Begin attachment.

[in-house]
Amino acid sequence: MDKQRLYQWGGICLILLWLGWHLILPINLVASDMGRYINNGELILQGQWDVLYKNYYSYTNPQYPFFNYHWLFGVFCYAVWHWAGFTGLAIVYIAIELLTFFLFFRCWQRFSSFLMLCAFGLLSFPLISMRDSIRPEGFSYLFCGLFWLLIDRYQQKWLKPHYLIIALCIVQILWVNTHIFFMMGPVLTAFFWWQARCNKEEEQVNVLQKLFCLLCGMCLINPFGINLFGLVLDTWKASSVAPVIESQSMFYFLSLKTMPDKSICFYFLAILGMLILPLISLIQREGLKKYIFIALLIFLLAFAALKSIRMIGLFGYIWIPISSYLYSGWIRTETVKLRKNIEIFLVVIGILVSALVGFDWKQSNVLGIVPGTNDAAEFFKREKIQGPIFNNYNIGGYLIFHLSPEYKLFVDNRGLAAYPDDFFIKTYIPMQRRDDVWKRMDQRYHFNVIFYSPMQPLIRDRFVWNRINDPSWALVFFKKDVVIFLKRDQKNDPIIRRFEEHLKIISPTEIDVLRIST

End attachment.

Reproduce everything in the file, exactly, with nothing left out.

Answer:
[in-house]
Amino acid sequence: MDKQRLYQWGGICLILLWLGWHLILPINLVASDMGRYINNGELILQGQWDVLYKNYYSYTNPQYPFFNYHWLFGVFCYAVWHWAGFTGLAIVYIAIELLTFFLFFRCWQRFSSFLMLCAFGLLSFPLISMRDSIRPEGFSYLFCGLFWLLIDRYQQKWLKPHYLIIALCIVQILWVNTHIFFMMGPVLTAFFWWQARCNKEEEQVNVLQKLFCLLCGMCLINPFGINLFGLVLDTWKASSVAPVIESQSMFYFLSLKTMPDKSICFYFLAILGMLILPLISLIQREGLKKYIFIALLIFLLAFAALKSIRMIGLFGYIWIPISSYLYSGWIRTETVKLRKNIEIFLVVIGILVSALVGFDWKQSNVLGIVPGTNDAAEFFKREKIQGPIFNNYNIGGYLIFHLSPEYKLFVDNRGLAAYPDDFFIKTYIPMQRRDDVWKRMDQRYHFNVIFYSPMQPLIRDRFVWNRINDPSWALVFFKKDVVIFLKRDQKNDPIIRRFEEHLKIISPTEIDVLRIST